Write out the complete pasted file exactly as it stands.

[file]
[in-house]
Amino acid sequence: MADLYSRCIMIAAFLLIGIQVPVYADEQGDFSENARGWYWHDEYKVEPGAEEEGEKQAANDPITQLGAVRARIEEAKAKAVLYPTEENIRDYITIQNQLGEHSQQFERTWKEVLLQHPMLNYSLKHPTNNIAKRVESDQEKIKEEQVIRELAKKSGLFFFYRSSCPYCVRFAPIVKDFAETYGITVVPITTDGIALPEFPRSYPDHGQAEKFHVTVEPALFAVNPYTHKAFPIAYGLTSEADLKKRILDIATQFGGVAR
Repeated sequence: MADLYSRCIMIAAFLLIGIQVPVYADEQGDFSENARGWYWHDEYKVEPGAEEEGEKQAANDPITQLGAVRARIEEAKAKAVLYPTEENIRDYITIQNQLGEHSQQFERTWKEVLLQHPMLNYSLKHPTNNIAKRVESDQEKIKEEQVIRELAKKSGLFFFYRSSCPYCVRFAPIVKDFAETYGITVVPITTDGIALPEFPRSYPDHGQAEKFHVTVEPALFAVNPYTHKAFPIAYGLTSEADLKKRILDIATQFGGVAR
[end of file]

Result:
[in-house]
Amino acid sequence: MADLYSRCIMIAAFLLIGIQVPVYADEQGDFSENARGWYWHDEYKVEPGAEEEGEKQAANDPITQLGAVRARIEEAKAKAVLYPTEENIRDYITIQNQLGEHSQQFERTWKEVLLQHPMLNYSLKHPTNNIAKRVESDQEKIKEEQVIRELAKKSGLFFFYRSSCPYCVRFAPIVKDFAETYGITVVPITTDGIALPEFPRSYPDHGQAEKFHVTVEPALFAVNPYTHKAFPIAYGLTSEADLKKRILDIATQFGGVAR
Repeated sequence: MADLYSRCIMIAAFLLIGIQVPVYADEQGDFSENARGWYWHDEYKVEPGAEEEGEKQAANDPITQLGAVRARIEEAKAKAVLYPTEENIRDYITIQNQLGEHSQQFERTWKEVLLQHPMLNYSLKHPTNNIAKRVESDQEKIKEEQVIRELAKKSGLFFFYRSSCPYCVRFAPIVKDFAETYGITVVPITTDGIALPEFPRSYPDHGQAEKFHVTVEPALFAVNPYTHKAFPIAYGLTSEADLKKRILDIATQFGGVAR